Justin: It’s more like, I bought it for 5 thousand dollars, so why sell it until it’s worth a million dollars. Everyone saw dollar signs; they saw opportunity when they were able to buy buildings for so cheap. But it’s had this reverse effect where in many cases there was very low cost to keeping, owning those properties. The taxes are really cheap and you can get away without paying them for a long time. So people are like, I’m just going to hang onto it until the rest of the neighbourhood comes back. So when the whole neighbourhood is doing that, nothing happens. Everyone wants the building next door to make the investment, to make the neighbourhood more valuable, without being the person to do that themselves.

Austin: The other challenge is that people see amazing potential in these spaces, but then they don’t really understand the costs associated with redeveloping those spaces. And in some cases it will cost several times more to do the renovation work than it would to do new construction.

Justin: You can buy something for 5 thousand dollars, but it needs 200 thousand dollars’ worth of renovation. So I think that is the thing that confuses a lot of people. At times you’re tempted to say I wish they’d make it harder for people to buy buildings. I wish that buying a building came with a responsibility of knowing first what it would take to do something with it. But then that doesn’t seem like a good solution either, because then you’re creating a barrier. I don’t know, we’re not the experts on this, yet.

PS_Cash_in_bank_vs_cash_expenditureThe project’s cash flow

The next space

Part of our vision is to get our own building where we’re able to lease some of the space [to other young companies]. We realised that one of our opportunities for growth is, to let the programme be this core, and then create spaces around that for people to move into with their own offices and that’s an opportunity for us to build some of our own equity, make some money back.
So we didn’t want to tie our hands [by having a lease longer than the current three year one], that would prevent us from being able to do that. It’s hard now, though, because now that we’ve spent the time to make this [space] how we want it, really we have to start looking for this next space.


A lot of money was needed at the start to get the project going, at a point before it was able to start generating revenue, so that other sources of income were needed at the start – eg loans, grants and investments by the founders.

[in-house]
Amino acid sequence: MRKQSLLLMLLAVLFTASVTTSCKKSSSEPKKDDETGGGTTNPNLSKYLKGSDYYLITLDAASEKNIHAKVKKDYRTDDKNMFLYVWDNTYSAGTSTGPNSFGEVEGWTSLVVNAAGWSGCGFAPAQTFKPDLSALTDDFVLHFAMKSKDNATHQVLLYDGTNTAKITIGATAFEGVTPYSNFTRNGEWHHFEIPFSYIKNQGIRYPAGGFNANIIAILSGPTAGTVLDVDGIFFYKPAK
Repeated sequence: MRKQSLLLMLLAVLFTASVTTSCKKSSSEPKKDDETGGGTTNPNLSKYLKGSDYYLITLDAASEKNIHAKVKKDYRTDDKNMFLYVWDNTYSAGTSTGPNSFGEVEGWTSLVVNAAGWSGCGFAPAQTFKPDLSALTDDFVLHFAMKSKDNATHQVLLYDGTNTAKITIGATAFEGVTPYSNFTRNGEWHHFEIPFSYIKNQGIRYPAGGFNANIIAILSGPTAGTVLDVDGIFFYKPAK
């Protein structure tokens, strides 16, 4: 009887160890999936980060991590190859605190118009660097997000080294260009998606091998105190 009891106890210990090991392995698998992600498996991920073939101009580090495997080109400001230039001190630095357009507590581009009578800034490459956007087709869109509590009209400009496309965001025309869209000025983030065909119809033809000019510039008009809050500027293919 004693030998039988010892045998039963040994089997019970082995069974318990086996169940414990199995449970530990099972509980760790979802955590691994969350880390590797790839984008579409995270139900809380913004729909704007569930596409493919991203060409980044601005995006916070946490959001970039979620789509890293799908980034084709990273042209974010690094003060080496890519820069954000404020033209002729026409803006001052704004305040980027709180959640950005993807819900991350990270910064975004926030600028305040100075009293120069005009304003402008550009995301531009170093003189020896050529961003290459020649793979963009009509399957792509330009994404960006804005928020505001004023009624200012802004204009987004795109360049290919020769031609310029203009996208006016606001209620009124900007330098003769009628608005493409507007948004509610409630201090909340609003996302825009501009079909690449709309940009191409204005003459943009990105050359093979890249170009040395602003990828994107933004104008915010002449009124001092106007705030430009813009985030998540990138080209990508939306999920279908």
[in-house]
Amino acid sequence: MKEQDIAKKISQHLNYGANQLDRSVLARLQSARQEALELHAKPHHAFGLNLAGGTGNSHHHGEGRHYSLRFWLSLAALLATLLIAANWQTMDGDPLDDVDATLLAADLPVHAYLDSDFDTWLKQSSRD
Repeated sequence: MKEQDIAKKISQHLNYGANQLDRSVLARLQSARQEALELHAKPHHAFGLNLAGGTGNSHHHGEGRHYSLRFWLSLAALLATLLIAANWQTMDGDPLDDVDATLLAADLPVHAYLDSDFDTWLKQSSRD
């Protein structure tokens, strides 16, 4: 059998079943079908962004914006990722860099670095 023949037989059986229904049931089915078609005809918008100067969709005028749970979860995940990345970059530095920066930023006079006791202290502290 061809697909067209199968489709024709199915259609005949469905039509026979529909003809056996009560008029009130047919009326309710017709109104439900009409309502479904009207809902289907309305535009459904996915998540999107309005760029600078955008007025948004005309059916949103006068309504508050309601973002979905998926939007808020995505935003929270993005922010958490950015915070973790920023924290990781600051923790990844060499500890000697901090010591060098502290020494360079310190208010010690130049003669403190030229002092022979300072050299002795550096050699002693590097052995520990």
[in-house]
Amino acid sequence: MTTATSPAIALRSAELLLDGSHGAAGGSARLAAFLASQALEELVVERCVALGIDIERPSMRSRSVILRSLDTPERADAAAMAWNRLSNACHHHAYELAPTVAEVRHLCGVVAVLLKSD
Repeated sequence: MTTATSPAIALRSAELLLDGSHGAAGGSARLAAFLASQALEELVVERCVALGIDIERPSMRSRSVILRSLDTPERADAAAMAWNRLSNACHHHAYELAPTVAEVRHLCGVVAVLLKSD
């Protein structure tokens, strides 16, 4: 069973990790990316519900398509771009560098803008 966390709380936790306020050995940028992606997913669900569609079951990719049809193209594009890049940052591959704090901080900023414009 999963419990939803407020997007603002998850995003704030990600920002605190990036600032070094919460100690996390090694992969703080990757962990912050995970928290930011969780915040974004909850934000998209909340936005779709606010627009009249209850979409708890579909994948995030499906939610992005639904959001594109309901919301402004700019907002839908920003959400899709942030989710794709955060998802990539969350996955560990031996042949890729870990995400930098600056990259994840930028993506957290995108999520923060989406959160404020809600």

Getting the initial investment

Austin: It was a $50,000 private investment and a $50,000 loan. Then we invested a bit of our own money as part of our capital contribution. I think altogether it was $105,000.

Justin: That went to pay for the entire build out. That’s paying for some working salaries so that we were able to quit our jobs. That’s paid for framing, infrastructure, everything…

Justin: Hiring a few additional team members and a little bit of a buffer to keep us until we’re up to full operational capacity. So right now [we have] 1 project and 4 residents. Starting in January we’ll have 2 new projects and 4 new residents, so 8 total. In May we’ll have 3 projects and 12 residents total. Our goal is that at that point, when we have that group of people together, that group pays for all of the space, and for the people that are required to operate it.

Renovating and fitting out the space

Austin: The actual rent, the average of what we’re paying, distributed over the 3 years, is $1,286 per month. But we prepaid 2 years’ worth of rent up front, which helped kickstart a lot of the major building improvements that needed to be made before we could have access to the space and do our interior fit out .

Justin: So the building owners said, ‘yeah, this sounds great but I’m not going to take out a loan to do all these building improvements. You can prepay your rent’. So he took that cash, and put in heating and cooling, did the plumbing, did the electric, and the garage doors.

Austin: The basic infrastructure to get things up in order.

Justin: The build out cost thirty thousand, including the labour.

Austin: We did a lot of the work ourselves. But we did hire an electrician, a metal worker to do all the steel too, a carpenter. We stacked [the plywood for] these walls ourselves. We put a lot of our own sweat into it.

Going full time

Austin: We started working full time in April of 2013.

Justin: I left my job on April 1st,, working as an architect in town.

Austin: I was working at a bakery, so it was really flexible. For April, May, June, and July. I went down to 2 days a week. And then in August I went down to one. From September I was full-time. I sort of weaned off.

Justin: Part of the dynamics to it, I think Austin is in the more traditional start up lifestyle role in that he is just out of school; he’s young and single. But I’m married and I have a 1-year-old. So that did come into the dynamics of figuring out how to stage it. It’s just different when you have mouths to feed.

One of the things that we really had to sort out very carefully was how to stage, by the week or by the month, all the things we were ramping down or ramping up, so that our cash flow wasn’t running out. Because we didn’t get the investment and the loan all at once. It was conditional [on securing a space] and structured over the summer. [For the loan] we have a 2-year grace period, and then we have 10 years to pay it off.

DSC_1691The space used to be a auto-repair shop.

The Practice Space team

Austin: Justin and I, we’re partners. We have a third additional partner who made the investment and he’s transitioning into a full-time role. Then we have 3 additional people. One is Alex, our communication designer. Very quickly we realised that Practice Space is a concept that we need to show to people, to introduce them to how it functions. We realised that we needed to bring on a dedicated designer, who could focus on how we should tell the story of Practice Space. Alex has been really instrumental in helping us tell that story through video, through photo, multi-media.